Belfast Telegraph

Sunday 21 September 2014

New statements from soldiers sought

New statements are being requested from SAS soldiers involved in the killing of two suspected IRA men in Londonderry in 1984

SAS soldiers involved in the ambush and killing of two suspected IRA men almost 30 years ago have been asked to give fresh statements on their role and orders.

Daniel Doherty, 23, and William Fleming, 19, were shot dead in the grounds of the Gransha Hospital in Londonderry in December 1984.

It was alleged that the pair, who were both from the city, were planning to carry out an attack on an off-duty UDR soldier when the SAS opened fire. Lawyers representing the families of the two men have now requested that the SAS soldiers provide new statements ahead of a fresh inquest into the controversial deaths.

An original inquest was held two years after the shootings but in 2010 Northern Ireland's attorney general, John Larkin, ordered another hearing after finding that police documents had been withheld from the coroner at the time.

But last year, Northern Ireland's current senior coroner John Leckey suspended the new inquest, and a number of others ordered by Mr Larkin, questioning whether the attorney general had exceeded his powers.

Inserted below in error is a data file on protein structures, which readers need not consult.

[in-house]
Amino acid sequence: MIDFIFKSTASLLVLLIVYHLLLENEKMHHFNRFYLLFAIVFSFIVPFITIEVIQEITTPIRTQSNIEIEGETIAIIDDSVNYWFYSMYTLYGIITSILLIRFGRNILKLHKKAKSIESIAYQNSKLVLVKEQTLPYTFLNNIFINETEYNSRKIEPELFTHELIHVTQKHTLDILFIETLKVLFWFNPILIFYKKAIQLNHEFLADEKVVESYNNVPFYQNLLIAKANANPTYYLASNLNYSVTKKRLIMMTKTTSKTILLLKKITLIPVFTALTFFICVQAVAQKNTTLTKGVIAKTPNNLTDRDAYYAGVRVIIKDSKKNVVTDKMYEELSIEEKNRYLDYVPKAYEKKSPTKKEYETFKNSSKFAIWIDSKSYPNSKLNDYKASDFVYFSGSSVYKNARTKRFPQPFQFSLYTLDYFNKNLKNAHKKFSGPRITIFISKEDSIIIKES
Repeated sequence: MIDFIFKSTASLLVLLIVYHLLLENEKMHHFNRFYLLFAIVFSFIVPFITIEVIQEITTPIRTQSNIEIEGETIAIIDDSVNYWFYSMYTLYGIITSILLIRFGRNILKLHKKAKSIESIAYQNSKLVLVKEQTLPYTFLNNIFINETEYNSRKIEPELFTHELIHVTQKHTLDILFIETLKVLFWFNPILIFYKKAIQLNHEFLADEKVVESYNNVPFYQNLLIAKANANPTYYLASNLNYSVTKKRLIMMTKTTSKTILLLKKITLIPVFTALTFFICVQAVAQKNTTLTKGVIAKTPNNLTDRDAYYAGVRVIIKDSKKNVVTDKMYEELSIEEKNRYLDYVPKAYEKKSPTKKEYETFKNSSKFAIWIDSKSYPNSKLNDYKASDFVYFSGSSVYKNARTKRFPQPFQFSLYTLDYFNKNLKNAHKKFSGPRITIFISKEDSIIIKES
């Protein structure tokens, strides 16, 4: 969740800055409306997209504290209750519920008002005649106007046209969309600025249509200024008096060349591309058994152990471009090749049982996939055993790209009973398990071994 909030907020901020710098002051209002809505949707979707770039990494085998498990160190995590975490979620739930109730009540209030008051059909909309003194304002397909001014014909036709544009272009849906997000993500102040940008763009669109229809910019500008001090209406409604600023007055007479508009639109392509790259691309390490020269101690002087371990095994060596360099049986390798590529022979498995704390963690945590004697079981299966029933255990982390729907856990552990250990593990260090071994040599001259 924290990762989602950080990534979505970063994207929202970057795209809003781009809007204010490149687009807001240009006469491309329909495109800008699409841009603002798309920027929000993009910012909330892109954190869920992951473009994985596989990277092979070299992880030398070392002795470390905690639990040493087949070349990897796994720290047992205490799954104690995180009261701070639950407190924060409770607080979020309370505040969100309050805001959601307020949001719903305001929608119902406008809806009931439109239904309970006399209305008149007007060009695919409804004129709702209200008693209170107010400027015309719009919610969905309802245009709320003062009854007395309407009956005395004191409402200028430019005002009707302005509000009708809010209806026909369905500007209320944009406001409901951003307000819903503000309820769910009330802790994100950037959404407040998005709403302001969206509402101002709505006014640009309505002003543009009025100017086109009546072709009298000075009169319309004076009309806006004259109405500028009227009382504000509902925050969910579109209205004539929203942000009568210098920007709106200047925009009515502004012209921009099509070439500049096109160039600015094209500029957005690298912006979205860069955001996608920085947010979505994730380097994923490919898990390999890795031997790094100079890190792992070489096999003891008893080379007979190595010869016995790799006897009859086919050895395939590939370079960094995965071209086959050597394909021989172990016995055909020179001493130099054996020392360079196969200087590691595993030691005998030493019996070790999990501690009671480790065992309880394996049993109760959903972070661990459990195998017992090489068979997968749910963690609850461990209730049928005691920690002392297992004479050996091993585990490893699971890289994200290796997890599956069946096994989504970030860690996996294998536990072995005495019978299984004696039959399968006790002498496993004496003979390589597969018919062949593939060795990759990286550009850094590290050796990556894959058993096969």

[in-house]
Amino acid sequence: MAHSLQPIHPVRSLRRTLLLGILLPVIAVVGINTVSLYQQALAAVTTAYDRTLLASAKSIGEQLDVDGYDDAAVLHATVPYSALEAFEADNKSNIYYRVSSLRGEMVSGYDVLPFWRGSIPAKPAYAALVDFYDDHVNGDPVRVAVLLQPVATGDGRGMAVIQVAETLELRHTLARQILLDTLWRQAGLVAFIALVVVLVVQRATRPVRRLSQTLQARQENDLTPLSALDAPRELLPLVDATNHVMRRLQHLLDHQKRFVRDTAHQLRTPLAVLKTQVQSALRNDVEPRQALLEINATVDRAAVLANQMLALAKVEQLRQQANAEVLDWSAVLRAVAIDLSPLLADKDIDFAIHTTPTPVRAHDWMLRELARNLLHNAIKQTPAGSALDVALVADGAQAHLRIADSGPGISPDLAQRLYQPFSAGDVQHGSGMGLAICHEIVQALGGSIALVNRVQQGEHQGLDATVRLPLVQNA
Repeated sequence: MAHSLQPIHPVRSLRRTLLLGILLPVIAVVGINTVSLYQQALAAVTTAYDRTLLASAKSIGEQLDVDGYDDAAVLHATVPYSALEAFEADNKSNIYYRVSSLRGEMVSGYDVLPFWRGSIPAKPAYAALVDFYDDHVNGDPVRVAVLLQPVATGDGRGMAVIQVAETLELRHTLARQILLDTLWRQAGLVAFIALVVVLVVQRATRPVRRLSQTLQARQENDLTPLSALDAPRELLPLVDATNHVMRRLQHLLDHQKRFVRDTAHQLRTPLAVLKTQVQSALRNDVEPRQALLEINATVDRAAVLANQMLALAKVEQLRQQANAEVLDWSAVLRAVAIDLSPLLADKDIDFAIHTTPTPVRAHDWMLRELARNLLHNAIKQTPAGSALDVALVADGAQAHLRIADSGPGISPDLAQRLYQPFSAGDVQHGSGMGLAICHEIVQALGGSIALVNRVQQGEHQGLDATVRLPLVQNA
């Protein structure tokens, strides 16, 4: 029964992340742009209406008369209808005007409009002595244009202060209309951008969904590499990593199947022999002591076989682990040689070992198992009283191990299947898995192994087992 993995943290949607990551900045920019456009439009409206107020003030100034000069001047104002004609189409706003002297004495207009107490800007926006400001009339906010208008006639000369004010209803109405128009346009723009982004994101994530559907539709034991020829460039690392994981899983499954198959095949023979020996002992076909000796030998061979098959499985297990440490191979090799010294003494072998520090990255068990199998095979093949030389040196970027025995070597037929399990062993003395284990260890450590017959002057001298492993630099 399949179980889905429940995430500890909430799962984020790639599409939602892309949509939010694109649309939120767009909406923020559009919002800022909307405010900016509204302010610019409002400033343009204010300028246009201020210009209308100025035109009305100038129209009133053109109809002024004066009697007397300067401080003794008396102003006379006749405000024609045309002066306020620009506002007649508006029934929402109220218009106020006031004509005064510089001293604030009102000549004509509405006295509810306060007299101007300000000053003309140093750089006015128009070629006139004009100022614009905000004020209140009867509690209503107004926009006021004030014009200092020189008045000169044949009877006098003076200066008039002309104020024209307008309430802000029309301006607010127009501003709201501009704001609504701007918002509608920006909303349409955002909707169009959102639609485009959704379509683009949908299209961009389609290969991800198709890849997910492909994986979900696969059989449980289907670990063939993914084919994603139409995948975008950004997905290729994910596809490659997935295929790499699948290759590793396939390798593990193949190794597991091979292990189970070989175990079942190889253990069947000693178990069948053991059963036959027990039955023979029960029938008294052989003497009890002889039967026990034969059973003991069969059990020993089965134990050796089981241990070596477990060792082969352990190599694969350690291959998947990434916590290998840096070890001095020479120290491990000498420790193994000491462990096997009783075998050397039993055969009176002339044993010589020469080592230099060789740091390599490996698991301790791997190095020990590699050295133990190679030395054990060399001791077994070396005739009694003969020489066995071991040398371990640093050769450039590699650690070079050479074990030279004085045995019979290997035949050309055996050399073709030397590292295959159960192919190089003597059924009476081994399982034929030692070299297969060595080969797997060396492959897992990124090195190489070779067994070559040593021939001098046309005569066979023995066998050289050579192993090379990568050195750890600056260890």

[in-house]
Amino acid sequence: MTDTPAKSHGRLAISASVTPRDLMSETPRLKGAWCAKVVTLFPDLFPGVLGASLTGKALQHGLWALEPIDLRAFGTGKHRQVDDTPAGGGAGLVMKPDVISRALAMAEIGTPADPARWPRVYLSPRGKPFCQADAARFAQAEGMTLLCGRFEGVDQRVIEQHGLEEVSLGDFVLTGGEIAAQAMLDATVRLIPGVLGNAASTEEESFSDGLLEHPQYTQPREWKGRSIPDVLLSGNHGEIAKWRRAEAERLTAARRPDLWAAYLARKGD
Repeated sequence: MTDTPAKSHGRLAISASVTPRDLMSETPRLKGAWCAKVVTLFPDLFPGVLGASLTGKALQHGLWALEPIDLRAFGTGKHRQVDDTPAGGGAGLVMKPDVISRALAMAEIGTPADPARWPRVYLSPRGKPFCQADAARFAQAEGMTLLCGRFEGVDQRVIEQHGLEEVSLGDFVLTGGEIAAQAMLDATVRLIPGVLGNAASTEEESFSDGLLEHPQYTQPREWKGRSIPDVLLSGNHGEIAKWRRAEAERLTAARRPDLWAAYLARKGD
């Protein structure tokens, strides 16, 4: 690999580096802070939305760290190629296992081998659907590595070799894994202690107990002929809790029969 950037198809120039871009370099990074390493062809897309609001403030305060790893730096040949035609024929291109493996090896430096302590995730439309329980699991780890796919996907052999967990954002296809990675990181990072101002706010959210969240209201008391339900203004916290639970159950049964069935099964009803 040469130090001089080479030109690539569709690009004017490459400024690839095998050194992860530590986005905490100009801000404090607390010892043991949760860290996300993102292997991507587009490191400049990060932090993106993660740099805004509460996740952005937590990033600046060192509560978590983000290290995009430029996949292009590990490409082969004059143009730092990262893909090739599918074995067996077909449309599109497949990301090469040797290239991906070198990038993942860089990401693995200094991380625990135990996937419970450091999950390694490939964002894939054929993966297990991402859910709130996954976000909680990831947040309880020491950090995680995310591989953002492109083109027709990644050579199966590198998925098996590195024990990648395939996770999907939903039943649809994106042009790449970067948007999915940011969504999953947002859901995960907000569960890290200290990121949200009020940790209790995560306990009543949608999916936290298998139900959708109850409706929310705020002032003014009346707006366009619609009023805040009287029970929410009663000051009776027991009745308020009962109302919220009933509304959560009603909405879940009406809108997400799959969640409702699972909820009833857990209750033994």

A High Court judge subsequently granted interim relief to Julie Doherty, the widow of Mr Doherty, that enabled a preliminary inquest hearing to progress on Wednesday pending a scheduled judicial review into Mr Leckey's decision next month.

After the preliminary hearing in Belfast, a lawyer for both families claimed the SAS soldiers did not provide full details on the ambush when interviewed by Royal Ulster Constabulary detectives in the wake of the killings.

Fearghal Shiels, of Madden and Finucane, said the SAS personnel also did not reveal whether they had been involved in other "lethal force incidents".

"We have requested that the soldiers responsible for killing the deceased provide new detailed statements outlining the planning and control of the military operation and providing details of other lethal force incidents where death or serious injury occurred," he said.

He said the information was necessary in order for the inquest to comply with "current human rights standards". Mr Shiels said he was awaiting a Ministry of Defence response as to whether new statements would be facilitated. The next preliminary hearing is set to take place in April.

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